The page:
Back in the 1980s, men were wearing Kouros, Paco Rabanne and Polo Ralph Lauren. All excellent fragrances that have more than stood the test of time - except for when Cosmair became something else.
If you wanted to be a little more unique, to stand out with the girls (and as a twenty-something guy that was all that mattered to me) then you went to somewhere more up-market than Boots (a UK Health and Beauty chain store), winced at the price, imagined how that honey you'd been scoping for months would ask you "What's that?" and duly bought a bottle of Cartier Santos.
Back in the 1980s, Santos was more a niche fragrance - something you had to actively seek out.
In its original vintage form, it can be summed up in three words: sophisticated and sexy. It is the fragrance for someone who’s confident around women, especially beautiful ones. It says one thing very carefully: Relax. You’re with a better man now. At the age of twenty, I fell for that hype but sampling it when I recently took a bottle for a spin again, I began to wonder if Cartier weren’t actually right all along. Not a scent for the summer, it’s a trifle heavy. Best for winter walks along the back streets of Paris with some beauty on your arm - presumably the image Cartier wanted in their ad campaigns. The original vintage 80s formulation comes in a box like any other except there is a touch of magic inside that seems to have been lost in the modern age.
Another box inside awaits you.
It's fittingly similar to the jewellery cases that Cartier used around that time. A kind of faux leather to remind you that back in the 80s you'd just parted with the better part of a week's wages - considerably more than that now if you're hunting it in this form on eBay.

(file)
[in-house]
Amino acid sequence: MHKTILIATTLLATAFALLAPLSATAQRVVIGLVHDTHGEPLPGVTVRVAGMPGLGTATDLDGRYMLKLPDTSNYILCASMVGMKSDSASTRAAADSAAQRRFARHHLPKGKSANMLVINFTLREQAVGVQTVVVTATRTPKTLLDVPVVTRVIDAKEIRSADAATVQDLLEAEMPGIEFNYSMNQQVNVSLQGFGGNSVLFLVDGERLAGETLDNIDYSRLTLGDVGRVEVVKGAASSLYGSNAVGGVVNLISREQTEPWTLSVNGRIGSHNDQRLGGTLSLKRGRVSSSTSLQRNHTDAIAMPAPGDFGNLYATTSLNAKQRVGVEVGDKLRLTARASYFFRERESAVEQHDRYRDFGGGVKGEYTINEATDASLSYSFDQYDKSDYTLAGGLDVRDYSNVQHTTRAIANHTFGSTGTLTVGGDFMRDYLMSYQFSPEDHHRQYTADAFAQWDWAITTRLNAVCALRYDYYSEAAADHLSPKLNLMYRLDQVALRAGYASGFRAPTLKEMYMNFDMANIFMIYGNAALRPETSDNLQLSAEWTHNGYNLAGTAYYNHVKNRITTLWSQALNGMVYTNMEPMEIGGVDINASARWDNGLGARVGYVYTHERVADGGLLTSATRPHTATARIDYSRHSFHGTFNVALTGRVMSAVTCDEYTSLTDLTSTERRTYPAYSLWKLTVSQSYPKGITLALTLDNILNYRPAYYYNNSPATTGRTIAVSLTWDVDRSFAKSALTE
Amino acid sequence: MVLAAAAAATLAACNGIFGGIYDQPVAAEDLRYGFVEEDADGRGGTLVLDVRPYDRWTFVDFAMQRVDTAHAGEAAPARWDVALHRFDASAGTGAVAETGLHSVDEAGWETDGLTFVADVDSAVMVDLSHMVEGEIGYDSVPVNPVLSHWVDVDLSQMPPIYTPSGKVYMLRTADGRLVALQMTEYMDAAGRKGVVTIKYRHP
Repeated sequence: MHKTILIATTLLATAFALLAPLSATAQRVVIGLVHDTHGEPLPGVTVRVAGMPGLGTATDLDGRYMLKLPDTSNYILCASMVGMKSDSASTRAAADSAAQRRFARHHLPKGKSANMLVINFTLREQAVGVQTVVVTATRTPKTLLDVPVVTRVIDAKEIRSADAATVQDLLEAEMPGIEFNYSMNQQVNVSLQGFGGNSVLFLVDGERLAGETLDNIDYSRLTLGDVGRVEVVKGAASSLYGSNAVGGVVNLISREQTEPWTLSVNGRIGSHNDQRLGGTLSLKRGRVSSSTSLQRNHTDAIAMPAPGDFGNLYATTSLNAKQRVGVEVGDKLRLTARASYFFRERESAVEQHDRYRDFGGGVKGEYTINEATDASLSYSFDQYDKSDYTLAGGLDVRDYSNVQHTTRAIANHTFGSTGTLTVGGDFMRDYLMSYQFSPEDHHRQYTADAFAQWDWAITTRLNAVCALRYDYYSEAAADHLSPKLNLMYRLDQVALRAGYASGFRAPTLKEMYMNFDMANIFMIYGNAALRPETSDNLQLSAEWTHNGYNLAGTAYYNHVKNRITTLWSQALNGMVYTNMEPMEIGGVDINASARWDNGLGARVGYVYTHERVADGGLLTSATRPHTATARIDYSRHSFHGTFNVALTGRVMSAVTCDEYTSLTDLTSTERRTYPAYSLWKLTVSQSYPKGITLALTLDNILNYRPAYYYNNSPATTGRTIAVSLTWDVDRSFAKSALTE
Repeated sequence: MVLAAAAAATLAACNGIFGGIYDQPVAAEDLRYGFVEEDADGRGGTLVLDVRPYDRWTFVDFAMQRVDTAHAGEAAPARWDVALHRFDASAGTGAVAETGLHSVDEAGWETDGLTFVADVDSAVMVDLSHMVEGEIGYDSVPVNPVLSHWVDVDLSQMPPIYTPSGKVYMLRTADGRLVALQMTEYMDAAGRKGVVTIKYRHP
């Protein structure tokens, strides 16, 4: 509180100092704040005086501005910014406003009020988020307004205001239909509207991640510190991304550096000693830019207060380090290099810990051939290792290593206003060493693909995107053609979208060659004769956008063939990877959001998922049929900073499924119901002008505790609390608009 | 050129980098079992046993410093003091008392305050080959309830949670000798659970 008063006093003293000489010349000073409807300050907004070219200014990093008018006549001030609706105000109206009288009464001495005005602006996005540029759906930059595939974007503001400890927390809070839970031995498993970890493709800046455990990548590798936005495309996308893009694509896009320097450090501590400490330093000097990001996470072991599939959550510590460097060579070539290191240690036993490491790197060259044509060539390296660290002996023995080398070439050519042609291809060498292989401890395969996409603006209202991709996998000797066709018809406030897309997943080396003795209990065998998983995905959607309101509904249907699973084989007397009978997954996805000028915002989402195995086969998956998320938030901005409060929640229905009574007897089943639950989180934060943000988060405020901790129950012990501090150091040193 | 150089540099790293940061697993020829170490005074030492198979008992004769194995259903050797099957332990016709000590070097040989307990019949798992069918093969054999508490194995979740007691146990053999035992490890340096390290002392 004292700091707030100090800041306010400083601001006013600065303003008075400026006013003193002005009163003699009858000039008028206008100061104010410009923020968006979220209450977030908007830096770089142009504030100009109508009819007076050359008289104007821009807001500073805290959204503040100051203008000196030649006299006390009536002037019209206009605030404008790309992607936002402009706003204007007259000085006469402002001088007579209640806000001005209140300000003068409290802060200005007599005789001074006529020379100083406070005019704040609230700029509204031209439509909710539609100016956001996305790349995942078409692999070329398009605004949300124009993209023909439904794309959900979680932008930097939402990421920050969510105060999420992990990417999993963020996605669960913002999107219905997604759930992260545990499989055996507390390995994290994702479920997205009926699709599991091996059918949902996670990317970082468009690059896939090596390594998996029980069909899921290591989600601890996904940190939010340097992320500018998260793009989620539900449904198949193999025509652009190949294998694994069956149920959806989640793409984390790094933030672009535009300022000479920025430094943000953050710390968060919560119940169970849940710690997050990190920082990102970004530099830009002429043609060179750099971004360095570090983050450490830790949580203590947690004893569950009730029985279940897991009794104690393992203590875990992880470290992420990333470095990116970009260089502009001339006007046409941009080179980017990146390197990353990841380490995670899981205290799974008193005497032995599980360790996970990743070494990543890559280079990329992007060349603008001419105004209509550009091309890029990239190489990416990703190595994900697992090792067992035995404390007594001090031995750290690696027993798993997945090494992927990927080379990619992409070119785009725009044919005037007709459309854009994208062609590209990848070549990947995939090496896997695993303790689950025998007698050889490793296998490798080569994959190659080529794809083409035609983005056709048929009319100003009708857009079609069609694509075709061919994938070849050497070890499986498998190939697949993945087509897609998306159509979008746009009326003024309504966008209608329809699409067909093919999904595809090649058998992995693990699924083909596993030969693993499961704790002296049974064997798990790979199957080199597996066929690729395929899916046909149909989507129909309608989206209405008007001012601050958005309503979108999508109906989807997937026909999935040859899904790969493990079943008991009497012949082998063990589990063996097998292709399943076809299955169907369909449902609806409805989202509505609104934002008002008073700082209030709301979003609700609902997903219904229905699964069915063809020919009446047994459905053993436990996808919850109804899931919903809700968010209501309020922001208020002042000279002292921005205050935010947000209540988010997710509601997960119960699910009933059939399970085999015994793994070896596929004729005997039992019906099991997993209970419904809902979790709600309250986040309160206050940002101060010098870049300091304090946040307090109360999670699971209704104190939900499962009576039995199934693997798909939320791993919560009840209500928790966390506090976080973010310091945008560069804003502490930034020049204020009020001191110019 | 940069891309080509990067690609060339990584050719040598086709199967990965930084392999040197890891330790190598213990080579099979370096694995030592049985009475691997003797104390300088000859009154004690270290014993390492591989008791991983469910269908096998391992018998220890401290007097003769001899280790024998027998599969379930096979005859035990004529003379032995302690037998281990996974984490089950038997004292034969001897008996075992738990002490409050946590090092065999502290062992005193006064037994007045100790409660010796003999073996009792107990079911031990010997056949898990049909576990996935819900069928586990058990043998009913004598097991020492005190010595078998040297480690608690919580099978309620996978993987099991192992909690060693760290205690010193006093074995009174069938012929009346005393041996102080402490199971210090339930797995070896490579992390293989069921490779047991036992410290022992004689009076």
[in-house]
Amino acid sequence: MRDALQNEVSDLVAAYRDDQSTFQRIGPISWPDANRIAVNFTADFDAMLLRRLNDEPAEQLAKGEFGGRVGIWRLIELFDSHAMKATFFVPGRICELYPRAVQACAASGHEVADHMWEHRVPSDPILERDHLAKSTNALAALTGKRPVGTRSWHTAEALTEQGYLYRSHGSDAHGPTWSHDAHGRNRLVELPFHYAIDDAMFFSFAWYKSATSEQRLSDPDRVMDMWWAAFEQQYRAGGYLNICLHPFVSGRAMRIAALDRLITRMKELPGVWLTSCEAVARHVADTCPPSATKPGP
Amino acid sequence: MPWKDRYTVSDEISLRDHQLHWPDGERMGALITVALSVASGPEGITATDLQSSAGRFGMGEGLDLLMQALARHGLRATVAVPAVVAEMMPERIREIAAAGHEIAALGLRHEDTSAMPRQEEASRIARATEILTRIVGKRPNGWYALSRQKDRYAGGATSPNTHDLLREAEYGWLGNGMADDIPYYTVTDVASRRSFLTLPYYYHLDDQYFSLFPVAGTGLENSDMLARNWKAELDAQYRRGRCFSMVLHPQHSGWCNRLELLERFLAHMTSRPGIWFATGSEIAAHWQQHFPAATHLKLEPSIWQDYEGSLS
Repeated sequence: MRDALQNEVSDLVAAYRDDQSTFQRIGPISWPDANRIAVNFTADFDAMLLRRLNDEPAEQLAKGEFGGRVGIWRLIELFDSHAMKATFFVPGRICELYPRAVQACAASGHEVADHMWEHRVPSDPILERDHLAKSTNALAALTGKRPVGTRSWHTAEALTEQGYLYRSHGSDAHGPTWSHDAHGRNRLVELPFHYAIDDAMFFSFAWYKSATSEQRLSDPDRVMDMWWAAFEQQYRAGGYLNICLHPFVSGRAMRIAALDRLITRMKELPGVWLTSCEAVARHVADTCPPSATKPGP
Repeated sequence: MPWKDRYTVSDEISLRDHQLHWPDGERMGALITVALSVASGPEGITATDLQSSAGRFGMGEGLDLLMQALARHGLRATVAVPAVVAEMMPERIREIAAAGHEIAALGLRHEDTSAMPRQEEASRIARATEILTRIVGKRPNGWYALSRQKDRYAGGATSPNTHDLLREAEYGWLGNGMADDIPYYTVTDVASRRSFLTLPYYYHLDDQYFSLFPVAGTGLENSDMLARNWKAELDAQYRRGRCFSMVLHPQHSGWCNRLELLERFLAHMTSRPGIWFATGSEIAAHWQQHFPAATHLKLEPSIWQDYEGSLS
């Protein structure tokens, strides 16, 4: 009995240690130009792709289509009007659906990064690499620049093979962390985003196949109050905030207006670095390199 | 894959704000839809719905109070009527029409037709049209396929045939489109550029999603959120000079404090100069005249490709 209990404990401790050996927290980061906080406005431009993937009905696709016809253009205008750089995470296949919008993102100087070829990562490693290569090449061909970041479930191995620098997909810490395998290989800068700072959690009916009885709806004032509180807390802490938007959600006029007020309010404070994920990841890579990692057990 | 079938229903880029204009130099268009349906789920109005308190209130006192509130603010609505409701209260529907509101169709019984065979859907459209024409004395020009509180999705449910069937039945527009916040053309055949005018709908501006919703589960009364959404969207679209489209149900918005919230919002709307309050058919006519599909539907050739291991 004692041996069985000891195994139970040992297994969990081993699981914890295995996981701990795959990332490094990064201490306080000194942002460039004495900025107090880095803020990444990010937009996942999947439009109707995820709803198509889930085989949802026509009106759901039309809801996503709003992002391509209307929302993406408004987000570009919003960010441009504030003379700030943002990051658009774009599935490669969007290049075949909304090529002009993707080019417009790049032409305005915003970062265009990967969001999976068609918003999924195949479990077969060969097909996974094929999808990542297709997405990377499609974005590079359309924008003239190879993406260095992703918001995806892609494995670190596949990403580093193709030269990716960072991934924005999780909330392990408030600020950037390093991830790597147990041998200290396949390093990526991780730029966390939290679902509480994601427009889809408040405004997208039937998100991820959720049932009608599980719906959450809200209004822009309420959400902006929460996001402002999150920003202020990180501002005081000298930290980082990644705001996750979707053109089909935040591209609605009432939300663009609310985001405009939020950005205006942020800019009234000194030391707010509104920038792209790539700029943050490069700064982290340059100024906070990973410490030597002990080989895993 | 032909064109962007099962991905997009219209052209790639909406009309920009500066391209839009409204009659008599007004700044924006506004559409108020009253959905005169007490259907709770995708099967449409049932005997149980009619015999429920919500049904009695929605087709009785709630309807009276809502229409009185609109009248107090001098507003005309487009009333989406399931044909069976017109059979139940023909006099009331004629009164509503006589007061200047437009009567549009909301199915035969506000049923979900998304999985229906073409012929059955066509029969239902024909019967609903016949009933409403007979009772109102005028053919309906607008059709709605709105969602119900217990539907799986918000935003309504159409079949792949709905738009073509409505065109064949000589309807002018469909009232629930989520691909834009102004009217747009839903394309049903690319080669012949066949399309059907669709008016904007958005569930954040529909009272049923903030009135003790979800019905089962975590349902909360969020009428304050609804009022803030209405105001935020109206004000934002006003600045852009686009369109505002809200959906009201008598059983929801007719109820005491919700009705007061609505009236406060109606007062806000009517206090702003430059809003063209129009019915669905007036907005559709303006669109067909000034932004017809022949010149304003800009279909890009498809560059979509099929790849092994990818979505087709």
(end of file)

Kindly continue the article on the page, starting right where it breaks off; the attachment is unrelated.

Lift the lid and you'll find a 'felt-like' white interior and if you're very lucky, a document explaining how the refill container works. This design ethos was later employed with Cartier Pasha but only in the luxury editions.
The instructions include Japanese too. That's surprising to me as I have been living in Japan sporadically since the end of the eighties but don't recall ever seeing it in boutiques in Ginza. As a matter of point, Cartier fragrances are not currently on sale in the country at all.
The current Santos is still easily available both in a regular and concentrated form in most parts of Europe and the USA. Again, the usual vintage rules apply. Try to find something before the turn of the millennium. The last really good bottle I tried was purchased in 1995. The edition in the photographs was purchased in 1986. Packaging and reformulations have interfered with Santos to an extent that would probably bother purists.
I had more hair back then. Slimmer too. I probably didn't actually need Santos.
Ah, the beauty of marketing.